EVANSVILLE, Ind. (WFIE) - Vanderburgh County Sheriff Dave Wedding remembers when the interest to join local law enforcement was high.
“I can remember back to two years ago when we would have to rent space at the University of Southern Indiana just to get people in to take the test,” said Sheriff Wedding.
Times have changed, and he says there isn’t nearly the same interest in the profession.
“Anywhere from 300-500 at minimum signed up, versus now maybe 100,” stated Sheriff Wedding.
Evansville Police Chief Billy Bolin says their numbers have remained consistently low as well, with just 205 applicants in 2020. In 2019, only 202 applied.
“Winning people over personally, it’s educating people, talking to anybody who wants to talk. 2020 has been really hard on us for doing a lot of that because COVID had us all apart,” explained Chief Bolin.
Chief Bolin says after speaking with other chiefs across the country, he believes it’s a problem happening at many departments like EPD. 14 News asked him why he believes this is happening.
“Just the distrust of police officers, people that don’t want to be a part of us, or that look at us in a different light,” explained Chief Bolin. “We definitely need more minorities, and when I say minorities, not just African-Americans, but females, Latinos. We’re not representative of our community as a whole yet, and that’s what we would love to see, is a true representation.”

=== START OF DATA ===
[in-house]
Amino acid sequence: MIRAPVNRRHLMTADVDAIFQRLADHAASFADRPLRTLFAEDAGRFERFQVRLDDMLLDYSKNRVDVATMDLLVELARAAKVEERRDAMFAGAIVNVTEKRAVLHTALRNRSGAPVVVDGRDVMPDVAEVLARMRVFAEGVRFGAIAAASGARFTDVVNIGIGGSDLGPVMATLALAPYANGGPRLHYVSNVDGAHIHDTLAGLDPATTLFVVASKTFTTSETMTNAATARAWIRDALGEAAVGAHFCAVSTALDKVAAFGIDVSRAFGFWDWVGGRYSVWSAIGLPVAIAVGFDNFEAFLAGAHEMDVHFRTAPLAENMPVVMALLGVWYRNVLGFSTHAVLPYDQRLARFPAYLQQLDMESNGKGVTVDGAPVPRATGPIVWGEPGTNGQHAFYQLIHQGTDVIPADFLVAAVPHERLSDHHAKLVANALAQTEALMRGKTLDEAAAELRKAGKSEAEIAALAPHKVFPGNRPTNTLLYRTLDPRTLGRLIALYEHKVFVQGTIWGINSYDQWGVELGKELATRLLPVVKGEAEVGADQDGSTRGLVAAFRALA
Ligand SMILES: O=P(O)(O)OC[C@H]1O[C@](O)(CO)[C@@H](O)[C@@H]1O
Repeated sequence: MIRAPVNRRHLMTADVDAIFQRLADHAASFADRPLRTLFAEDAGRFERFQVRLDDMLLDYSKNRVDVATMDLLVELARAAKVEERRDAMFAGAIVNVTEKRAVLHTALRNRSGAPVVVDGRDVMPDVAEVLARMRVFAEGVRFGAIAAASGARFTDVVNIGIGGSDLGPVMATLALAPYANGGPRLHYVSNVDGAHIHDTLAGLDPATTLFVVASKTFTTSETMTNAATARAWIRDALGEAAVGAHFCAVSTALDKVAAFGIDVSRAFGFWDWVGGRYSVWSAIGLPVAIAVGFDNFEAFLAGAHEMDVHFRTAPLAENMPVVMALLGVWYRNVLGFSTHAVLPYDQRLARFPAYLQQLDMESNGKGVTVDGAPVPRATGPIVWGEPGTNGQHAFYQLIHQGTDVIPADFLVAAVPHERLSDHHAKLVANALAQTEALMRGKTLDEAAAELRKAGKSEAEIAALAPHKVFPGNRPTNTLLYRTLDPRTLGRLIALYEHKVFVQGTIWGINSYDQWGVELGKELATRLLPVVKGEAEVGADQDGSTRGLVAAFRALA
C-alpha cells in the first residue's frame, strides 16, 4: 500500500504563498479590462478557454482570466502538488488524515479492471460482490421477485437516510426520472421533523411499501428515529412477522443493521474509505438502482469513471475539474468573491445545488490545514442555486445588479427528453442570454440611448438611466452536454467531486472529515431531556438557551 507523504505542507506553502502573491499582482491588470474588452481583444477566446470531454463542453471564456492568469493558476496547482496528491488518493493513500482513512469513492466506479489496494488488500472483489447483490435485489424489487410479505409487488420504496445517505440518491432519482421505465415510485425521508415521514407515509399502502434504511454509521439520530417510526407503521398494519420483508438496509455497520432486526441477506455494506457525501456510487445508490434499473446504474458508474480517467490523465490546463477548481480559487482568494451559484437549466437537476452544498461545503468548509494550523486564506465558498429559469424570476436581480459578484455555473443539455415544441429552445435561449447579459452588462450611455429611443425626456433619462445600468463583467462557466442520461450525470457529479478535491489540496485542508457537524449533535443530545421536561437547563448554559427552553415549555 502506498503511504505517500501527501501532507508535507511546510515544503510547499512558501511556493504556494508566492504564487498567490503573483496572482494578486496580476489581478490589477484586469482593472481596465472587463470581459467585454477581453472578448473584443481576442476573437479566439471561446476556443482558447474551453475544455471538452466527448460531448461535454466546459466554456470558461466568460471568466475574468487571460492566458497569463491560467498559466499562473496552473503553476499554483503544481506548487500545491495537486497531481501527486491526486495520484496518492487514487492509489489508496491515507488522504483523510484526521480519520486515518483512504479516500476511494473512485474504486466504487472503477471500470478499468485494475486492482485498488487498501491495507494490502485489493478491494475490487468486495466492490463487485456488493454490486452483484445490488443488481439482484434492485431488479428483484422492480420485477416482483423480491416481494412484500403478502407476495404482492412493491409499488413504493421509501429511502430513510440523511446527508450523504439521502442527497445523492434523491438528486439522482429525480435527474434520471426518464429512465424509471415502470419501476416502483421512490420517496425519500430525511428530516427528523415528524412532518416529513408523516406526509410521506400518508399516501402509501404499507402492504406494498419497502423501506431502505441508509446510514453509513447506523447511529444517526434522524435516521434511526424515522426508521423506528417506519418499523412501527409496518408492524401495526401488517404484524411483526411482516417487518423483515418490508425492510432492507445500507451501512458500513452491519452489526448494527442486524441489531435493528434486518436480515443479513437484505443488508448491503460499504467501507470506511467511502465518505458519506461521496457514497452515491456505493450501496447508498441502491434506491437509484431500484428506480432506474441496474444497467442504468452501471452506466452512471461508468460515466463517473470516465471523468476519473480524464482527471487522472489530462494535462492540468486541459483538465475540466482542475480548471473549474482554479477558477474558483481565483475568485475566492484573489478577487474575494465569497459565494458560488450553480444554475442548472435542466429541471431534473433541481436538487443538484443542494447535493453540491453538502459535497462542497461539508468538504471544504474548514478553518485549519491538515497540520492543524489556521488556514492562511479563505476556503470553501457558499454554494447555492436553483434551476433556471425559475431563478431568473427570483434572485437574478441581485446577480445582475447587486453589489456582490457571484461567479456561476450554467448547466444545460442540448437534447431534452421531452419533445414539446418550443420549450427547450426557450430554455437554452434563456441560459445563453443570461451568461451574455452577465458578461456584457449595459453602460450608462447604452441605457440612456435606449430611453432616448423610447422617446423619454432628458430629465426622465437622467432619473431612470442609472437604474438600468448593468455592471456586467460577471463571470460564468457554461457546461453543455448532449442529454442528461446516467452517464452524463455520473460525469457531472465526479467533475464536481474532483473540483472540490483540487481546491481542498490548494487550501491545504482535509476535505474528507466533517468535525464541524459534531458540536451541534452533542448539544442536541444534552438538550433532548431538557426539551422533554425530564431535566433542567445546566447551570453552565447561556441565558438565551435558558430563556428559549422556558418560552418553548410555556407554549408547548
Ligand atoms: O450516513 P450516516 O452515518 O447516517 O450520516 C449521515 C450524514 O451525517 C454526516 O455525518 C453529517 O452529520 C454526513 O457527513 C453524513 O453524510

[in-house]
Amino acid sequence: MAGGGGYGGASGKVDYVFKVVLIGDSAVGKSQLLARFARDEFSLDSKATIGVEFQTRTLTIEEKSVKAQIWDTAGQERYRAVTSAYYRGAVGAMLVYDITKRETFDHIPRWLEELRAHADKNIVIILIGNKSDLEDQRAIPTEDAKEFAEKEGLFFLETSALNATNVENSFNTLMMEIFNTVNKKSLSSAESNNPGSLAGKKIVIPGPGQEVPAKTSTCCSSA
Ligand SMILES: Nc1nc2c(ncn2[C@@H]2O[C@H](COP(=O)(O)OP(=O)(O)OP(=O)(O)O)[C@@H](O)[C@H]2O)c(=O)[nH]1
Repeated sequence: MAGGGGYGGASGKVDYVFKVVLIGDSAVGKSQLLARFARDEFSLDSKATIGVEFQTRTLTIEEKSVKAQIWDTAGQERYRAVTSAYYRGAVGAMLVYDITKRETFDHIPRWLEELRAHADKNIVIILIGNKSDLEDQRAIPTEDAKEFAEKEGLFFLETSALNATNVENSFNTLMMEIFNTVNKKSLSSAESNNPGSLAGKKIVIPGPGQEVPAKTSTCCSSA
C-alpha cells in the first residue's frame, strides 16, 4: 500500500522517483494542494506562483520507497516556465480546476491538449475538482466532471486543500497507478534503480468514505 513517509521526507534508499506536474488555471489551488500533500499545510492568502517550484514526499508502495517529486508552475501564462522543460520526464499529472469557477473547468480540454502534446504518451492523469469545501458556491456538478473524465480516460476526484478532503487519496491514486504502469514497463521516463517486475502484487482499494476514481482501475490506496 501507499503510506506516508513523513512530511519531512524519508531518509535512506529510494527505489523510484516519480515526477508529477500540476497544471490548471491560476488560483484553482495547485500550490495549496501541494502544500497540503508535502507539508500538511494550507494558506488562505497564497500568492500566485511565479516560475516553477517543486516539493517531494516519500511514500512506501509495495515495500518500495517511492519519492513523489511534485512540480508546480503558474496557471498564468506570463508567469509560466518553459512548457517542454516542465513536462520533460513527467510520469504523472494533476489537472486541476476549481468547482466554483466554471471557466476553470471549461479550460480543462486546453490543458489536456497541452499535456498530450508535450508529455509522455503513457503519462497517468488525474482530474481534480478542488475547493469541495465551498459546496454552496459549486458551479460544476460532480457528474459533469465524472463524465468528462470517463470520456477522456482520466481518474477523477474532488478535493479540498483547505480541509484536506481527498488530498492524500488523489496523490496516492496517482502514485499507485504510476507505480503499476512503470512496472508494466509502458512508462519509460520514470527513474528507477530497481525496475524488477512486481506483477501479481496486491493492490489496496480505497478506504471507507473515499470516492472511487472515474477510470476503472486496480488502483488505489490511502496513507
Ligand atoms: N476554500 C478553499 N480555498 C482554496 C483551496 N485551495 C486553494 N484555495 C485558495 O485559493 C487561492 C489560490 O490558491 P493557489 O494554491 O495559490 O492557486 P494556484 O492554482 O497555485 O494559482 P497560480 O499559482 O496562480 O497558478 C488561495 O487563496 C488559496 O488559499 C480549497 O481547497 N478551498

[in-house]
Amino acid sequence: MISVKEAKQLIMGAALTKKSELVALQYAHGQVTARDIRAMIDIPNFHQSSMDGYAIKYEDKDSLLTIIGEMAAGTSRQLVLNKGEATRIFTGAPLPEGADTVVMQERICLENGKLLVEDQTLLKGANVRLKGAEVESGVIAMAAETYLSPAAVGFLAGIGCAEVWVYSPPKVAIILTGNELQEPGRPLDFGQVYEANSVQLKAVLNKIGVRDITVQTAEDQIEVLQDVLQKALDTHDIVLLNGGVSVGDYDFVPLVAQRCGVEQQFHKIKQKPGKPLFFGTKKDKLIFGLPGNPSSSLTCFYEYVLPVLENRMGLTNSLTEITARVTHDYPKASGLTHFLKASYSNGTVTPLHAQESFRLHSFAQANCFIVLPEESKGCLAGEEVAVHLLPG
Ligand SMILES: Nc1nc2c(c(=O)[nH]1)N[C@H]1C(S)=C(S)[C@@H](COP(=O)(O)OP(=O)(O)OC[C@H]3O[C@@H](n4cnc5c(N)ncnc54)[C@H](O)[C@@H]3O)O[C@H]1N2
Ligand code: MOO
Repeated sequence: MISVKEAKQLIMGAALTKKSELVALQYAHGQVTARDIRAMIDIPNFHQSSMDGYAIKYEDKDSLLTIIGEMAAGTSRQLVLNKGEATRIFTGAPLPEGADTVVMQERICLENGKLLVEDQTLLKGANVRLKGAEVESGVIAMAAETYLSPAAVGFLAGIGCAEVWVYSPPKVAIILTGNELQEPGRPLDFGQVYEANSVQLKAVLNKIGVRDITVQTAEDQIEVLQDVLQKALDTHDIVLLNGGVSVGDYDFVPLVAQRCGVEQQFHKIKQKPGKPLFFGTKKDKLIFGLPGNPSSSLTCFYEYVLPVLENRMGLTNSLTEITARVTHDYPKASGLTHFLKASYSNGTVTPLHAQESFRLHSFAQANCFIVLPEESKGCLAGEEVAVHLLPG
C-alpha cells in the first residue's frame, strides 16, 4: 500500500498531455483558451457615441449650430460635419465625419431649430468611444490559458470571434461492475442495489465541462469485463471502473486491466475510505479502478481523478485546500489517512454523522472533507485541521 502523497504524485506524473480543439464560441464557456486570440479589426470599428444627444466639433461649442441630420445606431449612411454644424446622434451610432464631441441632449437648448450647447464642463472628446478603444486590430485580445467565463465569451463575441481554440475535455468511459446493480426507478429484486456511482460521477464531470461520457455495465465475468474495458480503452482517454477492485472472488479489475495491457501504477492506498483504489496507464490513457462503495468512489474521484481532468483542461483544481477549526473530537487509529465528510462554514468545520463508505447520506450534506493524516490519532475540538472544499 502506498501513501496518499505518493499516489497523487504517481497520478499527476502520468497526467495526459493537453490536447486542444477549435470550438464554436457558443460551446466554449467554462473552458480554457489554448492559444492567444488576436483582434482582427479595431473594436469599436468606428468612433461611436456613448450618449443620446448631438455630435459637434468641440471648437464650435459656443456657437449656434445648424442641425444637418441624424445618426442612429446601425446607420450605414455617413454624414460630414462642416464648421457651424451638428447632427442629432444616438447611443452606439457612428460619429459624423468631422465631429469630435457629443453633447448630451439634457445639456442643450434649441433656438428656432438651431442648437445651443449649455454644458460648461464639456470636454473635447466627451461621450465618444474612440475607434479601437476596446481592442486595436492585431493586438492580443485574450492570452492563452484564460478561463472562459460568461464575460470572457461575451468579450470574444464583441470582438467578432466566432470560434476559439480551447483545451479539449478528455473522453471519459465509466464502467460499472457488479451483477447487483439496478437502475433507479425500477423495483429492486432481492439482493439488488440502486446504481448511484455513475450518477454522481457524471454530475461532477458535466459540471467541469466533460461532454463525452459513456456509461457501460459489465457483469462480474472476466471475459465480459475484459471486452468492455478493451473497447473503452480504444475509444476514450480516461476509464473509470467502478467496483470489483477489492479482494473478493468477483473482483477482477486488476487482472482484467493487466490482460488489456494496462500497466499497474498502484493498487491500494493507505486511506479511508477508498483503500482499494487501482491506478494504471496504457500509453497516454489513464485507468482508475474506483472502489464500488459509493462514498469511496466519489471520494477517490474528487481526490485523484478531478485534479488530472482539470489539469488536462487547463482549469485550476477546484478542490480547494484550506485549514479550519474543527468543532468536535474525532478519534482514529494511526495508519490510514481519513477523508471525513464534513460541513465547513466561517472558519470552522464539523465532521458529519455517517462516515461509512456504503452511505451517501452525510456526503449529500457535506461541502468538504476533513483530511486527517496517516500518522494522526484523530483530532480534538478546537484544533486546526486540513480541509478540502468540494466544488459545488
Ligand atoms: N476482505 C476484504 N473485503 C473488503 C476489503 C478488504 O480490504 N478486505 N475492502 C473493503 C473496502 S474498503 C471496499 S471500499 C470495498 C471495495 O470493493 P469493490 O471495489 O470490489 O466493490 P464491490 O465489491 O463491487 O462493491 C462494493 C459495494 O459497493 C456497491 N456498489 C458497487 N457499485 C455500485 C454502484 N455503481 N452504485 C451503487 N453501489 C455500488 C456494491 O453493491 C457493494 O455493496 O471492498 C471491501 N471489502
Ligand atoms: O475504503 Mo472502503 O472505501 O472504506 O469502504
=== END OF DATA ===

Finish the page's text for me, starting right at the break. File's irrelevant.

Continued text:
Chief Bolin says, ideally, he’d like to see their percentage of African American officers jump from 6 or 7% to over 13%, and for their percentage of females officers to be above 35%.
Sheriff Wedding says his deputies are committed to the safety of Vanderburgh County. He hopes that their work might inspire others to apply.
“We would like our community to trust our law enforcement and that we are out there because we care about our community,” shared Sheriff Wedding. “And we love our community, and our number one goal is to protect the community that we live in.”